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Product Insights: Antenna Factor


There are many properties of antennas used to describe their performance. These include gain, directivity, beamwidth, radiation resistance, polarization, input power, VSWR, antenna factor, etc., to name a few. Out of all these properties, antenna factor (AF) is most useful to those performing electric (E) field radiated emissions measurements. The following describes why.


Before going much further, let us define what AF is, assuming a 50 Ω measurement system (a valid assumption since 50 Ω is standardized worldwide throughout the EMC measurement community). According to reference 1, AF is the ratio of the magnitude of the E-field incident upon a receive antenna divided by the voltage developed at the antenna’s coaxial connector.

To calculate AF, two pieces of information are required: 1) λ, which is wavelength in meters, and 2) antenna gain (G) as a power ratio. Once this information is known, then AF is calculated using this basic formula:

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Why is Knowing the Antenna Factor Helpful?

Since AF is a voltage ratio, it is more convenient to use it instead of gain when calculating E-field emissions received by the measurement system during a radiated emissions test.

Recall that the purpose of the antenna in a radiated emission test is to couple the E-field emanating from the equipment under test (EUT) to the measuring device (measuring receiver or spectrum analyzer). Since E-field strength limits are provided in terms of volts per meter (at a specific distance from the EUT), and the measuring device is calibrated in volts, then the antenna must be calibrated in terms of volts output for a given E-field strength at each test frequency. Makes perfect sense, right?

Pro Tip: Think of AF simply as a loss that the antenna introduces into the measurement that must be added back into the calculation that provides the correct E-field value emanating from the EUT.

AF, specified in dB/m (decibel per meter), is the antenna calibration mentioned in the previous paragraph. The antenna manufacturer provides it as a table of dB/m versus frequency, so it is convenient to plug its value into the calculation that obtains the E-field strength from the measured voltage. It is a necessary element of conducting a valid radiated emissions test. AF is simply a way to convert measured voltage in dBμV to measured E-field strength in dBμV/m. The value obtained is then easy to compare with the E-field limits specified in FCC, CISPR, IEC, MIL, and other standards.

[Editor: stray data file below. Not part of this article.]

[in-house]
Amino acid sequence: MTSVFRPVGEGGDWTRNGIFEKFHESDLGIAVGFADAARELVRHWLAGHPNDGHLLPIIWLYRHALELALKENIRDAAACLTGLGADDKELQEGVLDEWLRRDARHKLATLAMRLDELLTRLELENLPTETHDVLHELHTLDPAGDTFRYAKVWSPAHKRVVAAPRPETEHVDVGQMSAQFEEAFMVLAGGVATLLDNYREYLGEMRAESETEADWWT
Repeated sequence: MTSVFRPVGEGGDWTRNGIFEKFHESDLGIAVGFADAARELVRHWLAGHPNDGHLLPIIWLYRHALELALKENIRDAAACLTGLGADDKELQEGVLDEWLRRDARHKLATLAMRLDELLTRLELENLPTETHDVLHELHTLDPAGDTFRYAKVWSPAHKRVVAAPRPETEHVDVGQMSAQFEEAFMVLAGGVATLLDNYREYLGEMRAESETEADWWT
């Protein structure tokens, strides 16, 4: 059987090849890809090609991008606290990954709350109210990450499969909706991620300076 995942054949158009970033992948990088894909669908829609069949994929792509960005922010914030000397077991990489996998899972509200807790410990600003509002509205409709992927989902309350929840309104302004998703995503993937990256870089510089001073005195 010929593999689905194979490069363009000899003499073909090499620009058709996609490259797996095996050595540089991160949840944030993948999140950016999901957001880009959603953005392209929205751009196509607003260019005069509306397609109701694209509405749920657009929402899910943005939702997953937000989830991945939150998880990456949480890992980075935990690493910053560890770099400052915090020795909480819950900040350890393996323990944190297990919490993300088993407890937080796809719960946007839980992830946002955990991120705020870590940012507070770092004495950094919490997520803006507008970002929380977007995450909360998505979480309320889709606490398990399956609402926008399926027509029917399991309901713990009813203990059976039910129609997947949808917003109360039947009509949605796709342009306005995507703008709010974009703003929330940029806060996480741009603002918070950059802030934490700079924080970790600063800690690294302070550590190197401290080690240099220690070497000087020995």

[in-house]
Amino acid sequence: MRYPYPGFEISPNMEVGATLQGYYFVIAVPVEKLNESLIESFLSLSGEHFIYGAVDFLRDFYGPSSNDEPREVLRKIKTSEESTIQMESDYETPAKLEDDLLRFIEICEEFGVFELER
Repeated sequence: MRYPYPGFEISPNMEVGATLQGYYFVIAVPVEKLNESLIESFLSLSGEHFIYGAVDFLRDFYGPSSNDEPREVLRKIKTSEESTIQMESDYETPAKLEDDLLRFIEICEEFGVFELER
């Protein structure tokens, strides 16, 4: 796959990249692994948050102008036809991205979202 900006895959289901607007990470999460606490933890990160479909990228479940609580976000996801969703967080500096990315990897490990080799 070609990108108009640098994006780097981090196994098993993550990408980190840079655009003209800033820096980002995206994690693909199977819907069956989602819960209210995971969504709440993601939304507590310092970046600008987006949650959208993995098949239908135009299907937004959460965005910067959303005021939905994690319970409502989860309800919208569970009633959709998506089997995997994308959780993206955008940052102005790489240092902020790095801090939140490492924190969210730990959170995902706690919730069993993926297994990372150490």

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Converting Measured Voltage to E-field Strength

To obtain the desired E-field strength at a particular frequency, three pieces of information are required: 1) the voltage in dBmV obtained from the measuring device; 2) the AF provided in dB/m (provided by the antenna manufacturer); and 3) the cable loss (CL) in dB of the coaxial cable connecting the output of the antenna to the input of the measuring device (self-explanatory).

Given a value in dBmV obtained from the measuring device, an AF in dB/m from the antenna calibration report, and cable loss in dB, then the E-field (E) in dBmμ/m emanating from the EUT is easily calculated as follows:

E (dBμV/m) = V (dBμV) + AF (dB/m) + CL (dB)

E (dBμV/m) is then compared with the specified limits to determine if the EUT complies with the requirements or not. Due to uncertainties in the measurement from test facility to test facility, adding some margin to E (dB(V/m) result obtained is highly recommended to help ensure all products tested in different facilities and at different times pass emissions testing. The amount of margin is an internal management decision.

Pro Tip: Apply 6 dB for Class A limits and 3 dB for Class B.


Antenna factor is one of the most important properties of antennas used for radiated emissions measurements. It is a calibration provided by suppliers of antennas used in EMC measurements. It provides a convenient way of calculating the E-field strength obtained from a voltage measurement, making it easy to determine whether a product complies with the limits.

References and Further Reading

  1. Amplifier Research, Orange Book of Knowledge, 9th Edition.
  2. Williams, T., EMC for Product Designers, 5th Edition, Newnes, 2017.

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